“Aoraki” means “Cloud in the Sky” and was the most spiritual place we went to in all of NZ. It was held as one of the most sacred sites of the Aboriginal people. Having seen it from the air two days earlier, and landed on its snow bank, we knew we had to stay in Aoraki/Cook National park – home to the biggest and best of New Zealand's glaciers - two thirds of southern Alps ice are found here.
The mountains surrounding us were breathtaking. Here is a description of this 12,349 feet high mountain from Haast in 1862: "The magnificent pyramid of Mount Cook… stood high above all, towering into the sky. As far as the eye could reach, everywhere snow and ice and rock appeared around us and in such gigantic proportions that I sometimes thought I was dreaming, and instead of being in New Zealand I found myself in the Arctic or Antarctic Mountain regions."
Aside from gazing up, we also focused on the Tasman River which is the alpine braided river we had previously photographed from the air lying between he Tasman Lake and Lake Pukaki in the distance.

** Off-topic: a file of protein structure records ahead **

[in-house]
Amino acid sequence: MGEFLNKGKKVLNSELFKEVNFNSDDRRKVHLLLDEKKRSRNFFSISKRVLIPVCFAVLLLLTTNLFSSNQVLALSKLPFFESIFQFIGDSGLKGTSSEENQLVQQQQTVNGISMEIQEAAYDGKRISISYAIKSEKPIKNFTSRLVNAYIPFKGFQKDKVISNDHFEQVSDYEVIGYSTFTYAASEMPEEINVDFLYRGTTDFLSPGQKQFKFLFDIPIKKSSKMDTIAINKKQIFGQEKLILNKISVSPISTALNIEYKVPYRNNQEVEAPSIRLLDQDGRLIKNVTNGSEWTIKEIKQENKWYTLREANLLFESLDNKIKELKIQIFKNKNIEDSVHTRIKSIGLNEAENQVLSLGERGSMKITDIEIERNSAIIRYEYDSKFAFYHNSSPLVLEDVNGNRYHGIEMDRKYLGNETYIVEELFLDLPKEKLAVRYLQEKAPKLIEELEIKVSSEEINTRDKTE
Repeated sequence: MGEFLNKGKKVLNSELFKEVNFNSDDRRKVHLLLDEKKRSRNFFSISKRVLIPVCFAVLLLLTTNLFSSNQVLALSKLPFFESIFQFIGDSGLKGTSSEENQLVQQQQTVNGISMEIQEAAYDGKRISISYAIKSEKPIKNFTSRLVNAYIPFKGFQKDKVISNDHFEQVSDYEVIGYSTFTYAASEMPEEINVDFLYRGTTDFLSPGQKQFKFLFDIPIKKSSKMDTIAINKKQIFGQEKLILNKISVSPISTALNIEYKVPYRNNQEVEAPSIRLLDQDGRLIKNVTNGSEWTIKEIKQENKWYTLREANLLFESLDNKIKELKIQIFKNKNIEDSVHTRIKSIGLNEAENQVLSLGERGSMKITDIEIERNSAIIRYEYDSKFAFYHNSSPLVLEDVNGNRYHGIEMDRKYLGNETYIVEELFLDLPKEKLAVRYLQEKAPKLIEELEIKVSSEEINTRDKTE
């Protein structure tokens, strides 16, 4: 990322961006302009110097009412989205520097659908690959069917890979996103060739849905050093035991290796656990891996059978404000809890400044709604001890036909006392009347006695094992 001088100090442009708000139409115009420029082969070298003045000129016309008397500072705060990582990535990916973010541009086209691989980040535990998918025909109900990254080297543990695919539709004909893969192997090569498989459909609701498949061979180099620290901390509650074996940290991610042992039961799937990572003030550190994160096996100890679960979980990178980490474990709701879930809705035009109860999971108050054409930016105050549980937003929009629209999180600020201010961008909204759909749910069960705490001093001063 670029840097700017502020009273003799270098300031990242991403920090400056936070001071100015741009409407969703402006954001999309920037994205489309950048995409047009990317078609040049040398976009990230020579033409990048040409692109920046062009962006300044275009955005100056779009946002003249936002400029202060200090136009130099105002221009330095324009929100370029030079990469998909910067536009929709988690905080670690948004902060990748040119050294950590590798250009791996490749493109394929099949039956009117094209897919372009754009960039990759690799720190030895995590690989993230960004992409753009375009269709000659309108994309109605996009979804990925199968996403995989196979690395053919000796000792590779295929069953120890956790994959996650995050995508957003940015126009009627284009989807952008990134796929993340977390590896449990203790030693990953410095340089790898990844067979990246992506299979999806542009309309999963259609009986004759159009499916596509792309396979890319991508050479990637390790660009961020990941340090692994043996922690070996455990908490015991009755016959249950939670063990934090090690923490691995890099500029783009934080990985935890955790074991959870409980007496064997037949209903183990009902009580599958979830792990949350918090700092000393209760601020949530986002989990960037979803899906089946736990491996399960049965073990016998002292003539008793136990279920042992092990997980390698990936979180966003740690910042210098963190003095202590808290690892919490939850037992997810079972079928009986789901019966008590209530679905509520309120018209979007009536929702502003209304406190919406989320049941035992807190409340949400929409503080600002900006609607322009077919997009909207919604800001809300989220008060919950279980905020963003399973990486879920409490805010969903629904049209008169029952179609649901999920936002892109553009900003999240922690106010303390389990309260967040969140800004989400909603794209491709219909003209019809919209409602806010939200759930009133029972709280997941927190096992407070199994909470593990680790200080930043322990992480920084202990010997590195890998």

We flew over the same bridge across the Hooker river get which was the result of outflow from the Hooker and Mueller glaciers (right next to Cook) that we then drove across for our first trek.
The first climb brought us to a high vantage point,
which had a wonderful display educating the public about climate change:
We walked to three different viewpoints to see the Tasman runoff that we had first spied from the air.
The water’s chalky white gray green color was magical to observe with a few floating icebergs scattered throughout.
It was our last connection with the natural world before heading to Christchurch and fro there Austraila by way of Tasmania to see MONA in Hobart..